Agriculture: Almond Pest Management Guidelines

Ceratocystis Canker

  • Ceratocystis fimbriata
  • Symptoms and Signs

    Ceratocystis cankers first develop as elongated water-soaked areas with amber-colored gum at the canker margins. Infected tissue turns dark brown, and eventually the affected area becomes sunken. Dark stains may permeate the heartwood and extend longitudinally 20 inches or more past the margin of the canker on the bark. Cankers can girdle and kill infected branches, scaffold limbs, or entire trees. A limb 4 to 6 inches in diameter can be girdled in 3 to 4 years. However, some cankers become inactive and heal after two or three growing seasons. Trees consistently damaged by tree shakers year after year are most severely affected by this canker.

    Cankers caused by Ceratocystis fimbriata may be confused with branch cankers caused by Phytophthora spp.

    Ceratocystis canker Phytophthora cankers
    Gumming: gum balls generally occur at the margins Gumming: gum balls occur throughout the diseased area
    Speed of canker growth: cankers grow slowly from year to year Speed of canker growth: cankers advance rapidly but stop when the pathogen dies out in hot weather and do not resume.
    Canker location: cankers are always associated with bark injuries. Canker location: cankers can develop on uninjured portions of the tree or around pruning wounds,

    Comments on the Disease

    Ceratocystis canker is a widespread disease of almond. Cankers often develop in areas of the trunk or branches that have been damaged by equipment, especially mechanical shakers during harvesting. Cultivars most susceptible to the disease are Mission, Ne Plus Ultra, and Nonpareil.

    Obvious wounds, such as those caused by harvesting equipment or pruning, are the most common entry sites for Ceratocystis, but inconspicuous wounds on small twigs or branches are also susceptible. When pruned branches are pulled from the tree, small twigs are broken. If these or minor bark abrasions are infected by Ceratocystis, small cankers form. Once infection has occurred, there is no cure. Cankers will continue to expand each year until scaffolds are girdled and die.

    Ceratocystis is spread by several species of sap-feeding beetles and a fruit fly. These insects feed on the fungi in diseased trees, including other stone fruit trees, and either ingest fungal spores and later excrete them or come into contact with the spores and transport them on their bodies to new locations. Insects that have fed on spores as larvae can retain the fungus through pupation and emerge with it as adults. The fungus can also contaminate adult insects in winter months if the adults inhabit old bark wounds.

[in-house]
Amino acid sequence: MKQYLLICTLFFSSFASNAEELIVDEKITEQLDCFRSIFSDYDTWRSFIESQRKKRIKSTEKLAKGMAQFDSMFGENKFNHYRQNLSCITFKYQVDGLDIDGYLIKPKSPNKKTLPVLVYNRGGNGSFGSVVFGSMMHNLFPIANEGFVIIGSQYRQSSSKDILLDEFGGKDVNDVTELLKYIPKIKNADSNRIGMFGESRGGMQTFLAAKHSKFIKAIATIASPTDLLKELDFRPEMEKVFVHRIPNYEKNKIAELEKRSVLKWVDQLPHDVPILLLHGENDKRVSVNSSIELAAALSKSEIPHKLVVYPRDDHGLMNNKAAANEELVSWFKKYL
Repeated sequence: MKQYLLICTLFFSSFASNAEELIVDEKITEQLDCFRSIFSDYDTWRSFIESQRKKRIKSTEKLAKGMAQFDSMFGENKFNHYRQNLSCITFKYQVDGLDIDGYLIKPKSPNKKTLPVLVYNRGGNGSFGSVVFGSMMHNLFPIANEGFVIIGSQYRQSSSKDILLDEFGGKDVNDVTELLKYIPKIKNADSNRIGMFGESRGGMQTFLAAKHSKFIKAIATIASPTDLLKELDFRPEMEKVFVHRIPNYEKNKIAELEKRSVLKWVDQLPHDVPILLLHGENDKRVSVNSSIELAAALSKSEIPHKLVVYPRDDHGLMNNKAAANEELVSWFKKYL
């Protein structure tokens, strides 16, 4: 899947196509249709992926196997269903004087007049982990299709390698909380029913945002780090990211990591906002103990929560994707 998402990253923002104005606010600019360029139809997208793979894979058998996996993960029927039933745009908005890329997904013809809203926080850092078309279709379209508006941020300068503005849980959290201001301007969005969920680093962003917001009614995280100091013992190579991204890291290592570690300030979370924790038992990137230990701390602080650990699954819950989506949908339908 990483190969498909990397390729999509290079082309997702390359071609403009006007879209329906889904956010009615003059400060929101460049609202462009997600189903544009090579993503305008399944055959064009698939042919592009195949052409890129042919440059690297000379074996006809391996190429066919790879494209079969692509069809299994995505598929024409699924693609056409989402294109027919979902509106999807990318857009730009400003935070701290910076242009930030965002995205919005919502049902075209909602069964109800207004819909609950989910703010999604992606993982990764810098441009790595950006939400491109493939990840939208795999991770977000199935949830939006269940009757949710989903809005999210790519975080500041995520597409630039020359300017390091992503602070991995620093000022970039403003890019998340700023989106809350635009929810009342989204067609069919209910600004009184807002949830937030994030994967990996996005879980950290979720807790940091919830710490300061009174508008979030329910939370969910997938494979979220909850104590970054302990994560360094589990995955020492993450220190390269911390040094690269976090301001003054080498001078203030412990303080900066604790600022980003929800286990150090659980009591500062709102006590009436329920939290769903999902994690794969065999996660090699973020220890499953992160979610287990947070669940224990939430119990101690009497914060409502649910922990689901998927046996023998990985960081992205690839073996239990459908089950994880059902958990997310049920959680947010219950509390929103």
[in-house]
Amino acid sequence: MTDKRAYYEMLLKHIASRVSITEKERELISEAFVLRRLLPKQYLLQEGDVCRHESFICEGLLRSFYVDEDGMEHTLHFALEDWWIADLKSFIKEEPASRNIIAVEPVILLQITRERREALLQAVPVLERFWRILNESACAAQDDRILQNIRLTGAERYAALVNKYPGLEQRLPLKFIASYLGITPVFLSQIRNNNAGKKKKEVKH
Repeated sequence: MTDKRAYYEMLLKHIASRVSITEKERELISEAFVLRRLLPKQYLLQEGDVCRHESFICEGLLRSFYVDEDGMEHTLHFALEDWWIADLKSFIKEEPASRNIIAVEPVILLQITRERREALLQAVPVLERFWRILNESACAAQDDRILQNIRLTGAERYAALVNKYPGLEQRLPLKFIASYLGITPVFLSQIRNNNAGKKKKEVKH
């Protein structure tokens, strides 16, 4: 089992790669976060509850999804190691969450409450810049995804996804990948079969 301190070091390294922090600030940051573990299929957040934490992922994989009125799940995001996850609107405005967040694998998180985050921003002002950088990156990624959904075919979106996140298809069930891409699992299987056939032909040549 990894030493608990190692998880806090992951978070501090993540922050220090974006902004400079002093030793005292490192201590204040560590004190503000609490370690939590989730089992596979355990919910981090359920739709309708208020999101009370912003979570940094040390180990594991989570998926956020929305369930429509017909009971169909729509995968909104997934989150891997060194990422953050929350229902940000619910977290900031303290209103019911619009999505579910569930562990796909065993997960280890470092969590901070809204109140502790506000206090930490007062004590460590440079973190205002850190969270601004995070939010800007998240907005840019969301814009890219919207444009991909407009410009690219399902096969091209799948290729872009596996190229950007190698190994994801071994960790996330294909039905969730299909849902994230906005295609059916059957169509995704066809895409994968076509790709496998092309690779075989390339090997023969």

Following a bark injury, most almond trees are susceptible to Ceratocystis infections for 8 to 14 days. Once it infects cambium, the fungus can invade healthy bark tissue and young xylem tissues. Dark stains permeate the sapwood and heartwood, but the fungus seldom penetrates further than the xylem of the previous year's growth. The fungus grows more rapidly in smaller branches, and these branches are killed sooner.


    The most effective way to prevent Ceratocystis canker is to avoid shaker injury to trunks and scaffolds. If the bark is injured, shave the rough portions to promote callus formation.

    To control established cankers, you can perform tree surgery. Cankers are not easy to remove, however, and if you miss some of the infected tissue, the fungus can continue to grow and the canker will return. More often than not, tree surgery must be done year after year until you finally remove all infected tissue, and it may not be economically feasible.

    The best time to carry out tree surgery is from December to February; both the pathogen and the insect vectors are less active at this time. However, surgery at this time of year may provide an opening for infection by aerial Phytophthora species and wood-decay fungi. Also, surgery must be done when dry weather conditions are predicted, as rain may allow other pathogens of almond wood to produce infectious inoculum.

    1. Remove infected bark and 0.25 to 0.5 inch of the woody tissue underneath the bark. Extend the cut at least 1 inch beyond the visible canker margin.
    2. If surgery is done in the winter months when few insects are active, leave the wound undressed. The value of putting dressings on tree wounds following surgery has not been established, and it slows the healing process.
    3. Recheck the area the following year. If the canker has returned, repeat the process.

    Avoid clamping the shaker head on areas of the tree that have had surgery, as this can reopen wounds on a healing callus.

    Text Updated: 08/17